The Bullies’ America
Jennifer Marshall /
They were once high principles in the pursuit of e pluribus unum. Now equality, diversity, and tolerance are used to destroy, compel and silence.
This week’s purge of a tech company CEO who privately expressed a contrary viewpoint on marriage is just the latest example of tactics that eschew reason and embrace bullying. The bullies’ vision of America is alarming to behold, with the values of peaceful coexistence turned on their head:
“Equality”: On Thursday, Mozilla CEO Brendan Eich resigned after a firestorm of protest over his 2008 donation to California’s Prop 8, a ballot initiative affirming marriage as the union of a man and a woman. The move came days after dating site OKCupid.com labeled Eich “an opponent of equal rights” and asked its users to not access the site on Mozilla’s Firefox Internet browser.
Eich’s 15 years of performance at the company behind the web browser Firefox aren’t at issue, nor is his demeanor toward diversity: “I never saw any kind of behavior or attitude from him that was not in line with Mozilla’s values of inclusiveness,” said Mozilla Executive Chairwoman Mitchell Baker.
The only issue is one donation to an intolerable cause. Apparently equal rights do not extend to expression of opposing political viewpoints.
The purge of Eich “should disgust anyone interested in a tolerant and diverse society,” wrote blogger Andrew Sullivan, a leading proponent of redefining marriage.
“Diversity”: Evangelical photographer Elaine Huguenin was hauled before the New Mexico Human Rights Commission in 2008 because she declined to photograph a lesbian commitment ceremony. She lost and was slapped with $6,600 in attorneys’ fees. With the help of the Alliance Defending Freedom, Elaine and her husband Jon Huguenin took the matter to court to protect her right not to use her artistic talents to express a view with which she does not agree. When the case reached the New Mexico Supreme Court last year, the justices ruled that Elaine could not refuse to participate in a same-sex commitment ceremony. Denying her freedom of speech was the “price” of citizenship, according to one of the justices. So much for diversity: if your viewpoint doesn’t conform to political correctness, it’s not allowed. The Huguenins’ case is on appeal to the U.S. Supreme Court, which is expected to announce soon whether it will review the matter in its next term this fall.
On April 7, 2014, the Supreme Court declined to review the Huguenins’ case. While neither affirming nor rejecting the lower court’s ruling, the Supreme Court’s denial of certiorari means the New Mexico Supreme Court decision against the Huguenins’ right to free expression will stand.
“Tolerance”: Today a conference discussing historic views of marriage and sexuality will go forward at Stanford University—despite an effort to quash it by dubbing its content hate speech and slapping its student sponsors with a $5,600 security fee. The controversy began when the Graduate Student Council withheld the standard funding provided to student conferences. Some students lodged the absurd accusation that speakers like Ryan Anderson of The Heritage Foundation appearing on their campus would create an “unsafe space” and make the community “feel threatened.” The Stanford administration subsequently announced that it would require the sponsoring student group, the Stanford Anscombe Society (SAS), to come up with $5,600 to pay for security for the conference and even put restrictions on how they could raise the funds. SAS president Judy Romea courageously stood up to the campus bullies.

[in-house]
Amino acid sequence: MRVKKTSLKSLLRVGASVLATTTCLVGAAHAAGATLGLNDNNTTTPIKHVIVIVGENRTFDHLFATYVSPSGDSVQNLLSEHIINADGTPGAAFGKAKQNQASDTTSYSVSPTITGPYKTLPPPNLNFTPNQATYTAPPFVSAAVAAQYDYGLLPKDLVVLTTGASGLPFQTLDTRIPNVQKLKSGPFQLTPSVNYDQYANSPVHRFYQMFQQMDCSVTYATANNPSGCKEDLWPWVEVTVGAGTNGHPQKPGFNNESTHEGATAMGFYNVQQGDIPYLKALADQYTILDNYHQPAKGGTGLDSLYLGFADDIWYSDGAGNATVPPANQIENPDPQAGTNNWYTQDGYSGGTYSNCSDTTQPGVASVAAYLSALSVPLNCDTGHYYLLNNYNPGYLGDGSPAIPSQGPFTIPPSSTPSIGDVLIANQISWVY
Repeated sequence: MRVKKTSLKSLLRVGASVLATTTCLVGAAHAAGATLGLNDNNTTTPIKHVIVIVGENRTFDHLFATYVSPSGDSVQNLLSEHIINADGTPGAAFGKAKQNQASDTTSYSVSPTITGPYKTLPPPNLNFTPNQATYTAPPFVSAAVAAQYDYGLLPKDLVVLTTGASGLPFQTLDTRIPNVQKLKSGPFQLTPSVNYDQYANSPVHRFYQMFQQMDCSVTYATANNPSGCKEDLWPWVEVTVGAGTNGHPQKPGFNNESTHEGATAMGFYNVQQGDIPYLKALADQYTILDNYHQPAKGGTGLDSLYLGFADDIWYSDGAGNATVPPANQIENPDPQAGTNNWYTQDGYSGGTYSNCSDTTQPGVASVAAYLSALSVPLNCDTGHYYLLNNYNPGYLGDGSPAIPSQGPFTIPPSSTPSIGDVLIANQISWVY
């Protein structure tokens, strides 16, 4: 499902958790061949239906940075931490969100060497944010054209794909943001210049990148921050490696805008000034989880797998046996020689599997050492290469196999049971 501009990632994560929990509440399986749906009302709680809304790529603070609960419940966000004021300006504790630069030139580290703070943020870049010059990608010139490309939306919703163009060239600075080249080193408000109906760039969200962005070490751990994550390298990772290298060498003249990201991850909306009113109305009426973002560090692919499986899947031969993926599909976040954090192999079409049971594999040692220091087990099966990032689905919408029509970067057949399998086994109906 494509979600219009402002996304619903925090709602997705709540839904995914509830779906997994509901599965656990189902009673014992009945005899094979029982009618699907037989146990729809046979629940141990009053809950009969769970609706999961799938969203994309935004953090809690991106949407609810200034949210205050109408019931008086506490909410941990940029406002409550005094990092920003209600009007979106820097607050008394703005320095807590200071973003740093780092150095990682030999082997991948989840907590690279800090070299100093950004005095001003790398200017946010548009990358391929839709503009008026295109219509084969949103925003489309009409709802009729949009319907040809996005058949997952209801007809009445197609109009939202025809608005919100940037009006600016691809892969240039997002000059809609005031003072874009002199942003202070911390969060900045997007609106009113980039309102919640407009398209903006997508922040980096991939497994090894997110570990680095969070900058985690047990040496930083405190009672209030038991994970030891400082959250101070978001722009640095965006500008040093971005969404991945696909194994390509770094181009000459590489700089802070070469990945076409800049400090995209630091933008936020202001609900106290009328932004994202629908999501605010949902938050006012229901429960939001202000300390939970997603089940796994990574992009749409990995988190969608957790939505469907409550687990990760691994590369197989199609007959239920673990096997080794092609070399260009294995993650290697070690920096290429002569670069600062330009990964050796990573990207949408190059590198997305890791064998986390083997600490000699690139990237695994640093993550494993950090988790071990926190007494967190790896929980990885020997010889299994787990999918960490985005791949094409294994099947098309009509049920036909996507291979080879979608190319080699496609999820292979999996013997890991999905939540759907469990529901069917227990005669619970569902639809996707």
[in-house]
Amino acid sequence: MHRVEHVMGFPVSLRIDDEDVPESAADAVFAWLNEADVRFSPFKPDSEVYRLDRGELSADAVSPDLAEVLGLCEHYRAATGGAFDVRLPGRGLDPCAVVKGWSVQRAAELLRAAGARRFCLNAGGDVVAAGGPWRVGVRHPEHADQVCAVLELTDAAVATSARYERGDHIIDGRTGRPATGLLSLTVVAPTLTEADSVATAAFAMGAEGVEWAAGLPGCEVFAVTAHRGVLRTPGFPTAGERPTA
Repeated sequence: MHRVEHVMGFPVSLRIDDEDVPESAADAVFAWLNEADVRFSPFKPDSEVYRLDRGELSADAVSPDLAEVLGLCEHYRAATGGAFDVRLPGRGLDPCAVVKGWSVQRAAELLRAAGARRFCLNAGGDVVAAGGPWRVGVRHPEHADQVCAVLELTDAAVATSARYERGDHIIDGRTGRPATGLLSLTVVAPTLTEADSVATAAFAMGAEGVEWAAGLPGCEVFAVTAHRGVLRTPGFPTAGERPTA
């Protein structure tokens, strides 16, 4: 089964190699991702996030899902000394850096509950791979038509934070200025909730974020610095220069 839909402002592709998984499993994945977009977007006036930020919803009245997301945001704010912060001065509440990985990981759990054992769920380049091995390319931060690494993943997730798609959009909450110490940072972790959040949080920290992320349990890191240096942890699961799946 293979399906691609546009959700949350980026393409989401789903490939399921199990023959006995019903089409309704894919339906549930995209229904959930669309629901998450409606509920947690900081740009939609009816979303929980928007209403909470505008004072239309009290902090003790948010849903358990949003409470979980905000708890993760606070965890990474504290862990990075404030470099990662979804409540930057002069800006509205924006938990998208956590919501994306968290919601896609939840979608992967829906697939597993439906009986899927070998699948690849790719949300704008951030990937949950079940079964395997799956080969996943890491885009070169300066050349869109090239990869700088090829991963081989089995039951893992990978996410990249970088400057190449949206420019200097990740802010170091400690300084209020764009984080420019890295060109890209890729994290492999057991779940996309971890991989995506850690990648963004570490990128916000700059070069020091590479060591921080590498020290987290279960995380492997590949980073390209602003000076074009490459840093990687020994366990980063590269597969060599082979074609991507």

After the legality of their actions was questioned, the Stanford administration “found” $5,600 for the security they said was necessary. The campus conference Graduate Student Council support has not been reinstated, however. Apparently tolerance doesn’t go that far.
When advocates of redefining marriage engage in this kind of bullying and harassment, they don’t convey a sense of confidence that reason is on their side. In fact, it looks more like avoiding debate over what marriage is, why it matters, and what the consequences of redefining it will be.
On the other hand, it’s reasonable to think that marriage should reflect the reality that it takes a man and a woman to bring a child into the world and that children deserve the chance to grow up with their biological mom and dad. Even President Obama affirmed the legitimacy of such a viewpoint after his “evolution” on marriage.
The best way for the millions of Americans who continue to affirm that marriage is the union of a man and a woman to stand up to such intimidation is to continue reasoning about marriage–and spread the word about what the bullies’ America looks like: a place where equality, diversity, and tolerance are turned upside down.
Let’s debate, not demagogue.
This piece has been modified from its original form.